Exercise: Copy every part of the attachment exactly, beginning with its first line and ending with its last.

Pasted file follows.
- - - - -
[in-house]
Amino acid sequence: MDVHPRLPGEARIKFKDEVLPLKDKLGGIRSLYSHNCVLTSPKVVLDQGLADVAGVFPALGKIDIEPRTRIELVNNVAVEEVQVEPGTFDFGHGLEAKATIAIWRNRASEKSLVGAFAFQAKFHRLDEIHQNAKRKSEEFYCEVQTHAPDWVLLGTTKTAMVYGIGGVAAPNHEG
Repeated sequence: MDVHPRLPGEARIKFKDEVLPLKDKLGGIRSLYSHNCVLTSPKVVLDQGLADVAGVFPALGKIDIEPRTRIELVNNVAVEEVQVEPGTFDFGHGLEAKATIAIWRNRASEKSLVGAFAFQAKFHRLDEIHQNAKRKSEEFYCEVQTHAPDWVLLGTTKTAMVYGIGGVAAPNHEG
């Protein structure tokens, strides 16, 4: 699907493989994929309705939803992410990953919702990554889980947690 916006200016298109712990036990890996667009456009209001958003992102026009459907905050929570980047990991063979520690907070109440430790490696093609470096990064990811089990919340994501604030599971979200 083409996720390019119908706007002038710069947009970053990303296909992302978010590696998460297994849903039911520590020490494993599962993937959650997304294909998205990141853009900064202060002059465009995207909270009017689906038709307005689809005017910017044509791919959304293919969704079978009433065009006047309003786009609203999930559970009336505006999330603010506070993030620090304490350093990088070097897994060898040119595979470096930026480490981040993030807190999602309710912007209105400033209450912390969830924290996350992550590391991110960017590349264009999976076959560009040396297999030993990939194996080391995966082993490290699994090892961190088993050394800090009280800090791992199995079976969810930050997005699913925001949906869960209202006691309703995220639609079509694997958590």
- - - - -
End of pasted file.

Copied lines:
[in-house]
Amino acid sequence: MDVHPRLPGEARIKFKDEVLPLKDKLGGIRSLYSHNCVLTSPKVVLDQGLADVAGVFPALGKIDIEPRTRIELVNNVAVEEVQVEPGTFDFGHGLEAKATIAIWRNRASEKSLVGAFAFQAKFHRLDEIHQNAKRKSEEFYCEVQTHAPDWVLLGTTKTAMVYGIGGVAAPNHEG
Repeated sequence: MDVHPRLPGEARIKFKDEVLPLKDKLGGIRSLYSHNCVLTSPKVVLDQGLADVAGVFPALGKIDIEPRTRIELVNNVAVEEVQVEPGTFDFGHGLEAKATIAIWRNRASEKSLVGAFAFQAKFHRLDEIHQNAKRKSEEFYCEVQTHAPDWVLLGTTKTAMVYGIGGVAAPNHEG
């Protein structure tokens, strides 16, 4: 699907493989994929309705939803992410990953919702990554889980947690 916006200016298109712990036990890996667009456009209001958003992102026009459907905050929570980047990991063979520690907070109440430790490696093609470096990064990811089990919340994501604030599971979200 083409996720390019119908706007002038710069947009970053990303296909992302978010590696998460297994849903039911520590020490494993599962993937959650997304294909998205990141853009900064202060002059465009995207909270009017689906038709307005689809005017910017044509791919959304293919969704079978009433065009006047309003786009609203999930559970009336505006999330603010506070993030620090304490350093990088070097897994060898040119595979470096930026480490981040993030807190999602309710912007209105400033209450912390969830924290996350992550590391991110960017590349264009999976076959560009040396297999030993990939194996080391995966082993490290699994090892961190088993050394800090009280800090791992199995079976969810930050997005699913925001949906869960209202006691309703995220639609079509694997958590």